|Chemical composition||Mg3Al2(SiO4)3agnesium aluminum silicate|
Pyrope is a red, orange-red, brownish-red to pink species of the garnet group which forms isomorphous series with almandine, spessartite and grossular. Pyrope, like all other species of the garnet group, is seldom seen having its ideal chemical makeup.
Pyrope has a chromium spectrum that can be combined with the typical spectrum of almandine.
- Rounded crystals of low relief
- Rutile needles
Pyrope (in all its isomorphous series) may show anomalous birefringence.
The refraction index of pyrope is 1.714 but, because it is never found pure, its index has a lower value of 1.730 and an upper value of 1.760.
Pyrope is singly refractive (isotropic).
Pure pyrope has a specific gravity of 3.58. Due to isomorphous replacement, this value is never measured. Instead, its value ranges from 3.65 to 3.80.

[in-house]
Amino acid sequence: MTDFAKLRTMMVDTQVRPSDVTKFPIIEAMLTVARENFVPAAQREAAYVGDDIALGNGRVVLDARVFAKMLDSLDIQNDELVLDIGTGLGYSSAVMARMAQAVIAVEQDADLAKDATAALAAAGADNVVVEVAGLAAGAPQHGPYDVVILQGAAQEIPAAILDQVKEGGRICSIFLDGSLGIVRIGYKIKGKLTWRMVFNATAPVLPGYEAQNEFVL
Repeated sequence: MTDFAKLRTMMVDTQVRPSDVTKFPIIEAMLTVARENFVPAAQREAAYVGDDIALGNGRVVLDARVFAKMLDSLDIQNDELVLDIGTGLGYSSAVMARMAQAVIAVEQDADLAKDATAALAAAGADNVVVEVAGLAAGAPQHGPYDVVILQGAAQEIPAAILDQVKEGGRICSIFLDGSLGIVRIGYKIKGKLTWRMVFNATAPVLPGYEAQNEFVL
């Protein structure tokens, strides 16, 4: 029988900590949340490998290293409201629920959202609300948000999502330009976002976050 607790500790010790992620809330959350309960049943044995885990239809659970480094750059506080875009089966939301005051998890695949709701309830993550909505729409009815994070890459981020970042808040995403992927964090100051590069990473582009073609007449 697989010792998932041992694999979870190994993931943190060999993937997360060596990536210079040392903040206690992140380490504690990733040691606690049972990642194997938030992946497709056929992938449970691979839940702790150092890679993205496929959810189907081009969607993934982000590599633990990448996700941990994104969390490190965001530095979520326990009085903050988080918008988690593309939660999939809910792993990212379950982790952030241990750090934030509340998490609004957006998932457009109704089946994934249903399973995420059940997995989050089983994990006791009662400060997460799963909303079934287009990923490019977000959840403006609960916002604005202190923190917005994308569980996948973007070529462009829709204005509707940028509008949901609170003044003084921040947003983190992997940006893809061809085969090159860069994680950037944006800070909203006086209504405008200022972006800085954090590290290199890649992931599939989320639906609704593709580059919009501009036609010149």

Pyrope sinks in all common heavy liquids.
Rhodolite is the purple variety of pyrope-almandine. The name and color come from the flower of the rhodondendron.
The jewelry trade sometimes describes every purple garnet as a rhodolite but it should be reserved only for those having an intermediate chemical composition between pyrope and almandine.
Malaia garnet (or malaya) is the red-orange variety of pyrope-spessartite discovered in the 1970's in Kenia as a by-product of rhodolite.
The name is derived from the Swahili word for prostitute (which freely translates to "outcast" or "out of the family") [see: Swahili - English Dictionary; Rouse, 1986].
- Swahili - English Dictionary
- Garnet (1986) - John D. Rouse ISBN 0408015349